Skylin Jamrowski, 5, had just received the worst news of her young life, according to CNN.
Her mother was shot dead in what police believe was a terror attack fueled by hatred for Latino immigrants.
“Is my dad dead?” Skylin asked her grandmother. The family didn’t know for hours, looking for facts about what happened when police said a young white man started shooting outside and then inside a Walmart, killing 22 people and wounding another two dozen.
Her stepfather also died along with his wife. Skylin, the eldest of three children, responded with tears and a question about the killer: “Is he going to come and shoot me?”
Skylin isn’t alone, surrounded by her remaining family’s love. She has a younger sister, Victoria, and a baby brother, 2-months-old Paul Gilbert.
The baby survived the massacre when he was shielded by his mother, Jordan Anchondo when she was shot. Relatives said his father, Andre Anchondo tried to protect them both.
“The shooter had aimed at Jordan. And Andre jumped in front of Jordan,” said Misti Jamrowski, Jordan Anchondo’s mother. “And the shooter shot Andre, and the bullets went through Andre and hit Jordan.”
Skylin and Torie lost their mother and stepdad. Paul lost both his biological parents.
“The sad thing is, is that even with all of us … it’s Mom and Dad. We can’t replace Mom and Dad,” said Paul Jamrowski, Jordan Anchondo’s father, as tears streamed down his face.. “It’s just something you can’t replace.”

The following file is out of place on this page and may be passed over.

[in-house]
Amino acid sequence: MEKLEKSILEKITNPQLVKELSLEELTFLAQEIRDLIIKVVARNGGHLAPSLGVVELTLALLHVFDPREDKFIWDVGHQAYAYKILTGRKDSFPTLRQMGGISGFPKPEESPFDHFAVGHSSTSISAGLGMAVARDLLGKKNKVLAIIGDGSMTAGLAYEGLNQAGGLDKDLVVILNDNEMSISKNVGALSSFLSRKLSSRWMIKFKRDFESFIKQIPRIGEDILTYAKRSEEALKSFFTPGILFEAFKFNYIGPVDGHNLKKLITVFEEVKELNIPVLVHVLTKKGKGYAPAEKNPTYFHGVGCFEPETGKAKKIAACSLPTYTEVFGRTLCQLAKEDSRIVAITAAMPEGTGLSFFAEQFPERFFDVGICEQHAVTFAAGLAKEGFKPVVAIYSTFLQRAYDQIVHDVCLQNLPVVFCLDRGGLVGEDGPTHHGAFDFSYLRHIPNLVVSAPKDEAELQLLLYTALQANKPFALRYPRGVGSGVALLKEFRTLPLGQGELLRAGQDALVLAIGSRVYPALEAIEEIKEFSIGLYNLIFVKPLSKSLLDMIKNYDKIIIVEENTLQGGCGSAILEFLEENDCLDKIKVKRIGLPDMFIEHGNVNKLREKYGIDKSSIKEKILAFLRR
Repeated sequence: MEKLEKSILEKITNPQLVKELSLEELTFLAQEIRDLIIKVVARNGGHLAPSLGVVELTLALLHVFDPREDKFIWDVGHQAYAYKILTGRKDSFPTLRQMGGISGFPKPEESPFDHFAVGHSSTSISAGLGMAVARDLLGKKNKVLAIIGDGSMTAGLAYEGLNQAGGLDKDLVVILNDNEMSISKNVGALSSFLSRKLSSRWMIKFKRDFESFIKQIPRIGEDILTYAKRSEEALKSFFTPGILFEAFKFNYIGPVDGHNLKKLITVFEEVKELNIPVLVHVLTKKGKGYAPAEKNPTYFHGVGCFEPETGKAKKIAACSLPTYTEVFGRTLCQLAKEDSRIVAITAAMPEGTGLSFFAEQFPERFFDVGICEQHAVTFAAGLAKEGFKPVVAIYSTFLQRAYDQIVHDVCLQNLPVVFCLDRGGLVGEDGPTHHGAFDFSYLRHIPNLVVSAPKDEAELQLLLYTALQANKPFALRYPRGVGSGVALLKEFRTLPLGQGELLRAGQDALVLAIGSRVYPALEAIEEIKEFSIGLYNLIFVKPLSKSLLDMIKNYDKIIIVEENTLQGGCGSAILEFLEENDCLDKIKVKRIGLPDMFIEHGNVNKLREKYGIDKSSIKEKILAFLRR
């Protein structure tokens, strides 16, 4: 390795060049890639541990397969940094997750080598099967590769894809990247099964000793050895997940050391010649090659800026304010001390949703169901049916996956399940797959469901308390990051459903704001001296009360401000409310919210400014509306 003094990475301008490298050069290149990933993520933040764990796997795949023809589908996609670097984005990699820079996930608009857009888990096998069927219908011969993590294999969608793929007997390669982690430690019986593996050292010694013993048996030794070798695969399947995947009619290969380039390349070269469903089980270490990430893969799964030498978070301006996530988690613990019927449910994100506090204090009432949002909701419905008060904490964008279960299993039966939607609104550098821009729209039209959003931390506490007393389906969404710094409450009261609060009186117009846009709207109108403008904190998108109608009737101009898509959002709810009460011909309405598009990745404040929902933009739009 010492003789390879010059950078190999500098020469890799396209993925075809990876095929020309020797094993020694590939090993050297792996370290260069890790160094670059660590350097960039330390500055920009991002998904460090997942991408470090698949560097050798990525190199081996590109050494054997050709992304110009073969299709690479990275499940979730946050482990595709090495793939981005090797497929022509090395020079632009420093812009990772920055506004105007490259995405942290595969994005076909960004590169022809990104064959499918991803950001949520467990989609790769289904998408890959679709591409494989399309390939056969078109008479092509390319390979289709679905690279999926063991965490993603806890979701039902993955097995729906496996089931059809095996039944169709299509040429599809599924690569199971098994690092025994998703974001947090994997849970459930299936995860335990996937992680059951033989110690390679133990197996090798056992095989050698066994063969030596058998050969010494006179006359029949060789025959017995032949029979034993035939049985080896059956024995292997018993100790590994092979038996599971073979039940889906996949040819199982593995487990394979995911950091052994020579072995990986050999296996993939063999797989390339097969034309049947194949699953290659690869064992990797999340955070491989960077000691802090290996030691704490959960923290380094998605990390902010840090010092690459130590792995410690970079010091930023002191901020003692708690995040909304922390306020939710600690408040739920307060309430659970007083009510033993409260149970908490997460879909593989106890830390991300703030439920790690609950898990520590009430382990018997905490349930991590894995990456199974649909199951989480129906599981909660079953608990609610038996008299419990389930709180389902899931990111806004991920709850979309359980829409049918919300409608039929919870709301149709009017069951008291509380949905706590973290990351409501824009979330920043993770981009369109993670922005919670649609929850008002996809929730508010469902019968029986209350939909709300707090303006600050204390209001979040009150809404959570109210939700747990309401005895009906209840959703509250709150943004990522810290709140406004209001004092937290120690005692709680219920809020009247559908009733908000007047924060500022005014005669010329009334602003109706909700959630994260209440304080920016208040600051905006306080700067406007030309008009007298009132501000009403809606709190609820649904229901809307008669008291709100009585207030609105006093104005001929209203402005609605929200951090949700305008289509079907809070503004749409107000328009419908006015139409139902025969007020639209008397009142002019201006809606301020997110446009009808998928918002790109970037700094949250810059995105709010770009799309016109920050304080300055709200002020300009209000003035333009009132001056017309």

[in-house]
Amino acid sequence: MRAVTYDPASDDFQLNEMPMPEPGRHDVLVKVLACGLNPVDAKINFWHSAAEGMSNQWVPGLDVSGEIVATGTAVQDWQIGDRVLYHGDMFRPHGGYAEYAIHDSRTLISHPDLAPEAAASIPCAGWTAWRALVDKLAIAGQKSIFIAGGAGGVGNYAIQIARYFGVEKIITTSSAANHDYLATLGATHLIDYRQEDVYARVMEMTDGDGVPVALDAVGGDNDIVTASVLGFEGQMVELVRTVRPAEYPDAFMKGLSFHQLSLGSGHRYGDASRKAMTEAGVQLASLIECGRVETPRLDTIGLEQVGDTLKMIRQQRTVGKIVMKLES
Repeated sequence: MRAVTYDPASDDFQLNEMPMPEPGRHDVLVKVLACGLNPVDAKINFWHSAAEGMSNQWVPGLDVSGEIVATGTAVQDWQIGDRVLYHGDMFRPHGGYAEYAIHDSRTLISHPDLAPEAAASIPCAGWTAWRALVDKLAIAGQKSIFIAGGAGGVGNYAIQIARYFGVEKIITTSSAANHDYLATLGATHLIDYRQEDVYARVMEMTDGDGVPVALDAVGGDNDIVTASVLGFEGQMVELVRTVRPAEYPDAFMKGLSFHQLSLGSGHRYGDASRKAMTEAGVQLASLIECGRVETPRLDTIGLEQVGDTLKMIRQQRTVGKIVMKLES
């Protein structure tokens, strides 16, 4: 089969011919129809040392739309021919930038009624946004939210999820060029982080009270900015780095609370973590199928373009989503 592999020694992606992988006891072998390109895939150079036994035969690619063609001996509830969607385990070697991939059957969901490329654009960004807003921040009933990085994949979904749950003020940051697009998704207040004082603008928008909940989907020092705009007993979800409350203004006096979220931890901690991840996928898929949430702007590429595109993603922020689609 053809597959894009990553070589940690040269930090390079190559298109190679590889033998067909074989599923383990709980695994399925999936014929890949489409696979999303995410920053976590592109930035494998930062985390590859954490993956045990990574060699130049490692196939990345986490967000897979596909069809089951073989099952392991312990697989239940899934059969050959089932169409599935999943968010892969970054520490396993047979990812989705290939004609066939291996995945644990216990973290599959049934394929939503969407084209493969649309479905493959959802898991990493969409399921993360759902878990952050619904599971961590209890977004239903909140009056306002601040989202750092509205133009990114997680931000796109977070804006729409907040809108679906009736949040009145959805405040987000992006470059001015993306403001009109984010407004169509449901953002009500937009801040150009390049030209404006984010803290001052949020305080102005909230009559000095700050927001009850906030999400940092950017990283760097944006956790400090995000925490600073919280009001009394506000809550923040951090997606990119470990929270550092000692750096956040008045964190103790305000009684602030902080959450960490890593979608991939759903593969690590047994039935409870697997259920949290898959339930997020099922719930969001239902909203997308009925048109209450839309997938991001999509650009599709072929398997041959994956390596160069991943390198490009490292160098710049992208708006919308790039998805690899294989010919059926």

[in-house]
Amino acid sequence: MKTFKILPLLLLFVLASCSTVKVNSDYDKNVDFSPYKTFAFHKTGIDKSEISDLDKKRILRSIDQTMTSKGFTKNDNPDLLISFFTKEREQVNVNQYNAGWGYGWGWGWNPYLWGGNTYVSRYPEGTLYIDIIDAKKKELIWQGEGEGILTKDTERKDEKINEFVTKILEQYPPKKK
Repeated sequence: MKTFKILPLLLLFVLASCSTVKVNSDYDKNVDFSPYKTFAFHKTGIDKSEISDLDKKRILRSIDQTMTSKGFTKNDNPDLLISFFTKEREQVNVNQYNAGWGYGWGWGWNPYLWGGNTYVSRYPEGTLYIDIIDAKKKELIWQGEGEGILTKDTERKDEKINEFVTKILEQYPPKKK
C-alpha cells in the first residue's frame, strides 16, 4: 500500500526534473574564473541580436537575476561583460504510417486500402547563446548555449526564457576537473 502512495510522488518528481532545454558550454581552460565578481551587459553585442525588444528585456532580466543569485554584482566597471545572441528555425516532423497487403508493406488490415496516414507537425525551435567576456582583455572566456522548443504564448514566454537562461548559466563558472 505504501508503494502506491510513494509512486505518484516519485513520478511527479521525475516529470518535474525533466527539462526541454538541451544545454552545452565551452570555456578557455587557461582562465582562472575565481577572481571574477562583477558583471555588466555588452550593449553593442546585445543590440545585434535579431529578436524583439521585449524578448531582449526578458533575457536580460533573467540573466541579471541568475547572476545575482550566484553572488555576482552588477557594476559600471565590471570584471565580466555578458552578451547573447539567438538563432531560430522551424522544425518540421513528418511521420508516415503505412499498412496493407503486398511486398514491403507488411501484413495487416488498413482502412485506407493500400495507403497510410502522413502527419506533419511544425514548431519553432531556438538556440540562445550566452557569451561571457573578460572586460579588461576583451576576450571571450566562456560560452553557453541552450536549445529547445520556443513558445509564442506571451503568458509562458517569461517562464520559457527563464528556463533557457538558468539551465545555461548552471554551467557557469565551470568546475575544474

Skylin wasn’t at the Walmart when the shooting happened. While her parents took the baby shopping for school supplies for Skylin’s first day of kindergarten, she was in a cheerleading class.
Her aunt Leta Jamrowski said if she asks Skylin to stay close, the little girl will ask why.
“She’s like ‘Is it because of the bad guy, is he going to come too?’ ” she said. “It’s sad because she just turned 5. For a 5-year-old to have to think that already is inhumane.”
The pain is slicing across the generations for the Jamrowski family. The sisters of Jordan Anchondo are struggling in their own grief.
Still, the elder Jamrowski has a plan. They have not been able to bury their lost loved ones yet but are committed to their faith and love—even for the accused gunman.
“We forgive him. We honestly forgive him,” Misti Jamrowski said. “We pray for him. We hope that he finds God because God teaches you to be loving.”